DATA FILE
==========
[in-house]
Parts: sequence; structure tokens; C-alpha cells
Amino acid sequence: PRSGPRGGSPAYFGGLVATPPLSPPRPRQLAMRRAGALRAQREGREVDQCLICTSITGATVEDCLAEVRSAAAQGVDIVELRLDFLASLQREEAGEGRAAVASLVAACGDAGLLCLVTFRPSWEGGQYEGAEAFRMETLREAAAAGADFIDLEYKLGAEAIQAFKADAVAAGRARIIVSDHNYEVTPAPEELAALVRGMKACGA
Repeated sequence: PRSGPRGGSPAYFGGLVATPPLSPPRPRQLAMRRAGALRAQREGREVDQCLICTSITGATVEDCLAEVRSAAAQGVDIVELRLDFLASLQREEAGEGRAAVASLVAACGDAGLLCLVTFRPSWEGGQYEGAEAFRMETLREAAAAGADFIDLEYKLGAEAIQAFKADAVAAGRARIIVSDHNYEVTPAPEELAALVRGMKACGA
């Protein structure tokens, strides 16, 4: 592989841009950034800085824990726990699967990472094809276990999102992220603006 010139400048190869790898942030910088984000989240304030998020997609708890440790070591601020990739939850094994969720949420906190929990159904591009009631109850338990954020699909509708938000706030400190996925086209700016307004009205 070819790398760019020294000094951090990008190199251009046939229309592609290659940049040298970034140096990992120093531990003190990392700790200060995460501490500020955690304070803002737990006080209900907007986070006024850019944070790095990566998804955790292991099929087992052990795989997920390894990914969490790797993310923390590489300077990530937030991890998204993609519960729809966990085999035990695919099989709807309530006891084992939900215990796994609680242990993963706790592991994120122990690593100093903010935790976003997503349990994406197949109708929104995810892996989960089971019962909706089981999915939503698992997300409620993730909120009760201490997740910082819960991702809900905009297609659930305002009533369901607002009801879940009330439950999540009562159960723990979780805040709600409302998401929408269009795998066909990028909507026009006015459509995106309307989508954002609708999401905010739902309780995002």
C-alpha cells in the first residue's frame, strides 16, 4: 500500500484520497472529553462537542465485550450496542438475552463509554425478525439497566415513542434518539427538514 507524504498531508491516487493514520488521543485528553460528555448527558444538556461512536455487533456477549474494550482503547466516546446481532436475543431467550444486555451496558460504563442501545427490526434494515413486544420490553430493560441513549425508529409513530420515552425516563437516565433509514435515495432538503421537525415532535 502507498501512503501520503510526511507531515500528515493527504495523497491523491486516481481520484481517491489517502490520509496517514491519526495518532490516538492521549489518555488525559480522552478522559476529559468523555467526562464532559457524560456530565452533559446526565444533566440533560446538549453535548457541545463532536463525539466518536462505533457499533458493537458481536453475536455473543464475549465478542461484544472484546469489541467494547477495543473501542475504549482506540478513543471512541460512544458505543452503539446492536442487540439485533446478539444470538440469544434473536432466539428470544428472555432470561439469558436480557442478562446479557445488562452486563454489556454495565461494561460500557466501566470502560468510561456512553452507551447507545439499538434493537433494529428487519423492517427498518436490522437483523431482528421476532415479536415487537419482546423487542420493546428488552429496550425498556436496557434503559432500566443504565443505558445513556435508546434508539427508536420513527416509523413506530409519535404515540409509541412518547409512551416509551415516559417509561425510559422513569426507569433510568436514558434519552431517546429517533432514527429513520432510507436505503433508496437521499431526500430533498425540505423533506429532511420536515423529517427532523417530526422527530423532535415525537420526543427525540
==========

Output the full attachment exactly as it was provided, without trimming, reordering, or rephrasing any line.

[in-house]
Parts: sequence; structure tokens; C-alpha cells
Amino acid sequence: PRSGPRGGSPAYFGGLVATPPLSPPRPRQLAMRRAGALRAQREGREVDQCLICTSITGATVEDCLAEVRSAAAQGVDIVELRLDFLASLQREEAGEGRAAVASLVAACGDAGLLCLVTFRPSWEGGQYEGAEAFRMETLREAAAAGADFIDLEYKLGAEAIQAFKADAVAAGRARIIVSDHNYEVTPAPEELAALVRGMKACGA
Repeated sequence: PRSGPRGGSPAYFGGLVATPPLSPPRPRQLAMRRAGALRAQREGREVDQCLICTSITGATVEDCLAEVRSAAAQGVDIVELRLDFLASLQREEAGEGRAAVASLVAACGDAGLLCLVTFRPSWEGGQYEGAEAFRMETLREAAAAGADFIDLEYKLGAEAIQAFKADAVAAGRARIIVSDHNYEVTPAPEELAALVRGMKACGA
């Protein structure tokens, strides 16, 4: 592989841009950034800085824990726990699967990472094809276990999102992220603006 010139400048190869790898942030910088984000989240304030998020997609708890440790070591601020990739939850094994969720949420906190929990159904591009009631109850338990954020699909509708938000706030400190996925086209700016307004009205 070819790398760019020294000094951090990008190199251009046939229309592609290659940049040298970034140096990992120093531990003190990392700790200060995460501490500020955690304070803002737990006080209900907007986070006024850019944070790095990566998804955790292991099929087992052990795989997920390894990914969490790797993310923390590489300077990530937030991890998204993609519960729809966990085999035990695919099989709807309530006891084992939900215990796994609680242990993963706790592991994120122990690593100093903010935790976003997503349990994406197949109708929104995810892996989960089971019962909706089981999915939503698992997300409620993730909120009760201490997740910082819960991702809900905009297609659930305002009533369901607002009801879940009330439950999540009562159960723990979780805040709600409302998401929408269009795998066909990028909507026009006015459509995106309307989508954002609708999401905010739902309780995002």
C-alpha cells in the first residue's frame, strides 16, 4: 500500500484520497472529553462537542465485550450496542438475552463509554425478525439497566415513542434518539427538514 507524504498531508491516487493514520488521543485528553460528555448527558444538556461512536455487533456477549474494550482503547466516546446481532436475543431467550444486555451496558460504563442501545427490526434494515413486544420490553430493560441513549425508529409513530420515552425516563437516565433509514435515495432538503421537525415532535 502507498501512503501520503510526511507531515500528515493527504495523497491523491486516481481520484481517491489517502490520509496517514491519526495518532490516538492521549489518555488525559480522552478522559476529559468523555467526562464532559457524560456530565452533559446526565444533566440533560446538549453535548457541545463532536463525539466518536462505533457499533458493537458481536453475536455473543464475549465478542461484544472484546469489541467494547477495543473501542475504549482506540478513543471512541460512544458505543452503539446492536442487540439485533446478539444470538440469544434473536432466539428470544428472555432470561439469558436480557442478562446479557445488562452486563454489556454495565461494561460500557466501566470502560468510561456512553452507551447507545439499538434493537433494529428487519423492517427498518436490522437483523431482528421476532415479536415487537419482546423487542420493546428488552429496550425498556436496557434503559432500566443504565443505558445513556435508546434508539427508536420513527416509523413506530409519535404515540409509541412518547409512551416509551415516559417509561425510559422513569426507569433510568436514558434519552431517546429517533432514527429513520432510507436505503433508496437521499431526500430533498425540505423533506429532511420536515423529517427532523417530526422527530423532535415525537420526543427525540